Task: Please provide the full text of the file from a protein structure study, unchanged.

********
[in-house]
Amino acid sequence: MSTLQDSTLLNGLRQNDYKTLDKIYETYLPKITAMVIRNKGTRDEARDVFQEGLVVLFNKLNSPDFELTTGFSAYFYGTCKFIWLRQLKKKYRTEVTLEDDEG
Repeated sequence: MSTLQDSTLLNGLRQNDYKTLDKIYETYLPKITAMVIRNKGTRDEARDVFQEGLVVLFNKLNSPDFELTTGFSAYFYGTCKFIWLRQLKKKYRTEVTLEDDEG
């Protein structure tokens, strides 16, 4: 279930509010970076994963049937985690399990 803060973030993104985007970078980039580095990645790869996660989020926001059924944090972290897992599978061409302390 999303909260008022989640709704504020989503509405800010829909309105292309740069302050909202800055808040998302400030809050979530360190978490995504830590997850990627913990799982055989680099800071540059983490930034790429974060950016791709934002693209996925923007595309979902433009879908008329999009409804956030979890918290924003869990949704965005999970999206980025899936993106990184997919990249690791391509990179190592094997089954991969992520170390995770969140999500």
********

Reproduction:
[in-house]
Amino acid sequence: MSTLQDSTLLNGLRQNDYKTLDKIYETYLPKITAMVIRNKGTRDEARDVFQEGLVVLFNKLNSPDFELTTGFSAYFYGTCKFIWLRQLKKKYRTEVTLEDDEG
Repeated sequence: MSTLQDSTLLNGLRQNDYKTLDKIYETYLPKITAMVIRNKGTRDEARDVFQEGLVVLFNKLNSPDFELTTGFSAYFYGTCKFIWLRQLKKKYRTEVTLEDDEG
């Protein structure tokens, strides 16, 4: 279930509010970076994963049937985690399990 803060973030993104985007970078980039580095990645790869996660989020926001059924944090972290897992599978061409302390 999303909260008022989640709704504020989503509405800010829909309105292309740069302050909202800055808040998302400030809050979530360190978490995504830590997850990627913990799982055989680099800071540059983490930034790429974060950016791709934002693209996925923007595309979902433009879908008329999009409804956030979890918290924003869990949704965005999970999206980025899936993106990184997919990249690791391509990179190592094997089954991969992520170390995770969140999500």